Should we open or close our borders? Are immigrants beneficial or detrimental to our economies, societies, and cultures? Do we have a responsibility to help people escaping war, persecution, and humanitarian crises? Which groups should we let in, and which should we keep out? As these heated debates rage on, immigration has undoubtedly become one of the most significant global issues of our time. In this course, we will examine immigration from both historical and contemporary perspective, focusing on Western Europe (specifically Britain, France, and Germany) from the end of World War II in 1945 until the present day. Our discussions will center on how Europeans have dealt with different immigrant groups, how immigrants have experienced their new societies, how ideas about assimilation and multiculturalism have changed over time, and how learning about the past can help us better understand today's world. We will especially emphasize how immigration has been intertwined with the creation of racial categories, and how reactions against immigration have often promoted racism, xenophobia, and discrimination. Finally, we will pay special attention to how immigrants? lives are shaped by their intersectional identity categories such as gender, sexuality, religion, socioeconomic status, and age. To investigate these issues, we will examine a wide variety of sources, including but not limited to: government documents, newspaper articles, images, memoirs, diaries, novels, films, soccer games, and hip-hop music. As the major project of the course, which we will work on gradually throughout the semester, students will choose a topic of their own interest related to immigration in Europe and use primary sources to write an original research paper.


    Drell, Joanna

    What do fantastical stories of heroes and lovers, travelers and monsters tell us about Antiquity and the Middle Ages? This seminar challenges students to consider the meanings of "history," "fact," "fiction," "literature," and "memory" when examining such texts as Virgil's Aeneid, Beowulf, The Song of Roland, the lays of Marie de France, Arthurian Romances, Dante's Inferno, and others. A central question will be how historians can use narratives to understand the cultures we study.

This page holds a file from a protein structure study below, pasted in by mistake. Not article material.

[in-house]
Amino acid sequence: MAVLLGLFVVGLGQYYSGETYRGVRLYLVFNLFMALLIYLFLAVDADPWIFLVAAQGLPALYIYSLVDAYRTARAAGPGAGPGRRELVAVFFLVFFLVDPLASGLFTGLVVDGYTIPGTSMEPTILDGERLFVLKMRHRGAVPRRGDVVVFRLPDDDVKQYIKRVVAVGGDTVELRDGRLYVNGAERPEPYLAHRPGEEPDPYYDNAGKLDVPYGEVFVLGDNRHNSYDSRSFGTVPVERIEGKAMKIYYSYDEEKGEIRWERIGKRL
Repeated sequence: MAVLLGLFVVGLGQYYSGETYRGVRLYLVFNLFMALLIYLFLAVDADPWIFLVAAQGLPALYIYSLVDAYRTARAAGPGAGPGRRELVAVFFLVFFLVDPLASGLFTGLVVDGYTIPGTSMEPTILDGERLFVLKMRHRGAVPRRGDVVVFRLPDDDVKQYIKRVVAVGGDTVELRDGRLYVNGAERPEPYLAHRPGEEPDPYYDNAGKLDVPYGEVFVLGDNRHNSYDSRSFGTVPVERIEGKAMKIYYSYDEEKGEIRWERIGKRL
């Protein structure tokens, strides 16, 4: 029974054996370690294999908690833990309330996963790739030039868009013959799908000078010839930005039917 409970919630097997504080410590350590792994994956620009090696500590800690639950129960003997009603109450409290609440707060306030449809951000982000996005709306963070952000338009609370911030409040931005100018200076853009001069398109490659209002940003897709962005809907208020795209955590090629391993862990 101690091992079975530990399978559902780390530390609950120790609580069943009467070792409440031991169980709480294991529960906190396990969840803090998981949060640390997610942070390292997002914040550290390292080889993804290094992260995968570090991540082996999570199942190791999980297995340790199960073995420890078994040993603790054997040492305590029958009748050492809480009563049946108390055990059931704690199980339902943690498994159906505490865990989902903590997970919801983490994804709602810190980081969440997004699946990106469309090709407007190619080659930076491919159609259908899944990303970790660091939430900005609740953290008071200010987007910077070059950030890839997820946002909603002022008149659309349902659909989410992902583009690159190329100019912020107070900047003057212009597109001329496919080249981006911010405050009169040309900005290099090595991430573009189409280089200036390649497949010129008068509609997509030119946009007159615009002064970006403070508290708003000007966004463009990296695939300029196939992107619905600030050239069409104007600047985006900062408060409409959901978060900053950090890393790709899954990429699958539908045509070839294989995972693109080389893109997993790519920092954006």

Achter, Paul

    Today almost every domain of American culture--whether it is music, gaming, fashion, television, or sports--overlaps in some way with military culture. Real and perceived threats of terrorism alter not just our politics, foreign policy, economics, but even the "fun" spaces of our social relations, eroding the boundaries between military life and civilian life. Americans, by and large, have "supported the troops" with their votes and embrace of the military, even as American-led wars resulted in ambiguity or failure. Why do we support the troops, or war generally? In this course, we will examine how the encroachment of military culture into everyday life shapes our attitudes toward terrorism and war.


    Singal, Jack

    Scientific knowledge and advancement underlie every aspect of contemporary life. Yet in many ways the misunderstanding of science and the acceptance of anti-scientific ideas have never been more prevalent. We will journey across modern society to explore the issues at the heart of this paradox: What defines science? Why is science beneficial? Contemporary manifestations of pseudoscience and anti-science What are the limits of science? Can science address morality? Why do pseudoscience and anti-science have the wide appeal and traction that they do? How are conspiracy theories at the intersection of anti-science and politics?


    Schwartz, Louis